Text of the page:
By on September 30, 2014

XE_Powertrain

 

Before we get into the details of Jaguar’s new lineup of modular 4-cylinder engines, let us rejoice. There will be a manual transmission available.

In addition to an 8-speed automatic, the new turbocharged 2.0L gasoline and diesel I4 engines will be available with a 6-speed manual gearbox, marking the first stick-shift Jag since the X-Type.

The gasoline engines will come in two trims, producing 197 horsepower and 206 lb-ft of torque, or 236 horsepower and 250 lb-ft. The diesels will offer 161 horsepower and 280 lb-ft of torque, or 177 horsepower and 317 lb-ft of torque. The “lower end” diesel will also output under 100 grams of CO2 and return 75 mpg on the European cycle, which should help it be an attractive choice in the all-important company car market, while also dodging CO2-based taxes in certain world markets. Aside from the recently revealed Jaguar XE, these new engines will also appear in other Jaguar Land Rover products in the near future.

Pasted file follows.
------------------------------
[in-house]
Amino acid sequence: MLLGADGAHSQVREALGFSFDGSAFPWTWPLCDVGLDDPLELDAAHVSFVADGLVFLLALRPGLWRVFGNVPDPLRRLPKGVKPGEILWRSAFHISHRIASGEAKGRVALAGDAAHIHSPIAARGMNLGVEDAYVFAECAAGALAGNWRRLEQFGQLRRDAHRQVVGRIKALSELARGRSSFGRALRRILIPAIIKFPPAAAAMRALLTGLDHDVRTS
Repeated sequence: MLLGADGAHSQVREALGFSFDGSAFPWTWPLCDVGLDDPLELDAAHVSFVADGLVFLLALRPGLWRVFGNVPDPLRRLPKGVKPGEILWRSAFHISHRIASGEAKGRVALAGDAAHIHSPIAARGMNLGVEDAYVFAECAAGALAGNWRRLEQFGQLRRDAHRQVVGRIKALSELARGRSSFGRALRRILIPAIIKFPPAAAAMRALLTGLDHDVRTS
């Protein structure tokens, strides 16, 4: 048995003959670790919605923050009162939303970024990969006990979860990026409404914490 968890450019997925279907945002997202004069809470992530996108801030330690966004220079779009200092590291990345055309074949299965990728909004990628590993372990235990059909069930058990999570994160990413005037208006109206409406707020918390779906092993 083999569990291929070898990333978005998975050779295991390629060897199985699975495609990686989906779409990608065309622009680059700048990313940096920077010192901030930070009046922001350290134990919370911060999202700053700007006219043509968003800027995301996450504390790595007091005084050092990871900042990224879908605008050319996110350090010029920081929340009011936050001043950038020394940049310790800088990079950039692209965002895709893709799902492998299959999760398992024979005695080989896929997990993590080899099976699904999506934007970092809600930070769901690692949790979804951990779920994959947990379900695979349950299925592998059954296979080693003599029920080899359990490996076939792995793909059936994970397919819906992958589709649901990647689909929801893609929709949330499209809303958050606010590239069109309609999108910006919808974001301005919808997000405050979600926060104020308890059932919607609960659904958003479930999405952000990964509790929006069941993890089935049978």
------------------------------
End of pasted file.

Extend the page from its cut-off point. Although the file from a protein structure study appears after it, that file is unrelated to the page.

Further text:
Get the latest TTAC e-Newsletter!

52 Comments on “Jaguar’s New 4-Cylinder Engines Revealed...”


  • avatar
    Beerboy12

    “displacing 197 horsepower”… displacement would be your engine size (calculated from the bore and stroke of the cylinder). In this case 2000 cubic centimeters, or 2 liters.
    Perhaps a coffee short this am? ;-)

  • avatar
    sportyaccordy

    Sweet! A 2.0T, just like in a Hyundai Sonata. Just what I always wanted in a $70K car

    • 0 avatar
      VoGo

      You don’t have to wait for the Jag – just visit your local BMW dealer…

      • 0 avatar
        tedward

        VoGo